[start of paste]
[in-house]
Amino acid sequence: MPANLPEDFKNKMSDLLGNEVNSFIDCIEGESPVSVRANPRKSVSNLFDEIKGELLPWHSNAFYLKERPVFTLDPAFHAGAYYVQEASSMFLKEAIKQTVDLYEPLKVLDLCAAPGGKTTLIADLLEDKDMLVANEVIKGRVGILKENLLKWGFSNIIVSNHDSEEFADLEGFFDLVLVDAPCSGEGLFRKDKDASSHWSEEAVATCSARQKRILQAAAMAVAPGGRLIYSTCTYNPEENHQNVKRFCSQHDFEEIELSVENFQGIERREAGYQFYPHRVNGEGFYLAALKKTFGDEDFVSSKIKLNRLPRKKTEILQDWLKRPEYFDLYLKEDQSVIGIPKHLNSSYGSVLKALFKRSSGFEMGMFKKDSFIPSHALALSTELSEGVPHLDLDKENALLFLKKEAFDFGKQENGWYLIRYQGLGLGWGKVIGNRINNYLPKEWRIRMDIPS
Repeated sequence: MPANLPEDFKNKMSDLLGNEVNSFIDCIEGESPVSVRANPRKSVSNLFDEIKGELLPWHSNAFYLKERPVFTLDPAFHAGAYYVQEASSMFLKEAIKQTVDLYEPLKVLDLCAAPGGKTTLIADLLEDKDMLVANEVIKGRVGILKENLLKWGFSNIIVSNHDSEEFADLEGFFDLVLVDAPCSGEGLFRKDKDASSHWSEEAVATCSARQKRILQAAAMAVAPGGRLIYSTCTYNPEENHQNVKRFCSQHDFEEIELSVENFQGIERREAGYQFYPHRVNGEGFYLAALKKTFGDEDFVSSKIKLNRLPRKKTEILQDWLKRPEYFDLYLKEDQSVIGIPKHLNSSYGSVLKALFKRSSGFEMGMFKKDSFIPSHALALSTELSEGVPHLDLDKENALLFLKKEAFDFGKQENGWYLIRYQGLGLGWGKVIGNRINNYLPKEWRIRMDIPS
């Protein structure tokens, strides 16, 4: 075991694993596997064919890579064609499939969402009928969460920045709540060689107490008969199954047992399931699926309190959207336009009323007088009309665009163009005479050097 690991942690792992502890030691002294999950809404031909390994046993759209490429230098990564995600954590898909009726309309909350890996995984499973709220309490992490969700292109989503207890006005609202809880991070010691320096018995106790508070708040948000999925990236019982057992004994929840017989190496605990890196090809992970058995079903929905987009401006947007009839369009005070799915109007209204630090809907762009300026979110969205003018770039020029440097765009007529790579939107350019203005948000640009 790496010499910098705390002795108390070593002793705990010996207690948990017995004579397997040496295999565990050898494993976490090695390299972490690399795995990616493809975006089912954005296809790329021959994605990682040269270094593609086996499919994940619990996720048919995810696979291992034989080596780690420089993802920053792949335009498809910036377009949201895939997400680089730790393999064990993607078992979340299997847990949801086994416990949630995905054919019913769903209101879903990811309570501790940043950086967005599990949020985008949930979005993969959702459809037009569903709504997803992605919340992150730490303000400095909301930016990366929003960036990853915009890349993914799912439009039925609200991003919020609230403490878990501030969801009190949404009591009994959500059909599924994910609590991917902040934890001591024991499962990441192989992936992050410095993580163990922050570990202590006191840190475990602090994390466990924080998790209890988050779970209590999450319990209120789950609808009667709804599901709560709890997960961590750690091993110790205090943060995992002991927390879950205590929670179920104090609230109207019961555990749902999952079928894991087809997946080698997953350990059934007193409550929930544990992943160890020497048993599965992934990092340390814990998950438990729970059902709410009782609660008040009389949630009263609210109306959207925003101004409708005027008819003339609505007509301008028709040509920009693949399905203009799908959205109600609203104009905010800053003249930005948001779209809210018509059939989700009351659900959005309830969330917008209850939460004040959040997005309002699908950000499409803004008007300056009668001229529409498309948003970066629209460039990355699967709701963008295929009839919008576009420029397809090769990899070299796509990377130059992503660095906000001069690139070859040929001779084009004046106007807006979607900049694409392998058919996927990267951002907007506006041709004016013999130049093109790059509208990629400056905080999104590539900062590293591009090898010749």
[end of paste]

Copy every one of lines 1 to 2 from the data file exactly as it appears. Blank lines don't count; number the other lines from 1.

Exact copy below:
[in-house]
Amino acid sequence: MPANLPEDFKNKMSDLLGNEVNSFIDCIEGESPVSVRANPRKSVSNLFDEIKGELLPWHSNAFYLKERPVFTLDPAFHAGAYYVQEASSMFLKEAIKQTVDLYEPLKVLDLCAAPGGKTTLIADLLEDKDMLVANEVIKGRVGILKENLLKWGFSNIIVSNHDSEEFADLEGFFDLVLVDAPCSGEGLFRKDKDASSHWSEEAVATCSARQKRILQAAAMAVAPGGRLIYSTCTYNPEENHQNVKRFCSQHDFEEIELSVENFQGIERREAGYQFYPHRVNGEGFYLAALKKTFGDEDFVSSKIKLNRLPRKKTEILQDWLKRPEYFDLYLKEDQSVIGIPKHLNSSYGSVLKALFKRSSGFEMGMFKKDSFIPSHALALSTELSEGVPHLDLDKENALLFLKKEAFDFGKQENGWYLIRYQGLGLGWGKVIGNRINNYLPKEWRIRMDIPS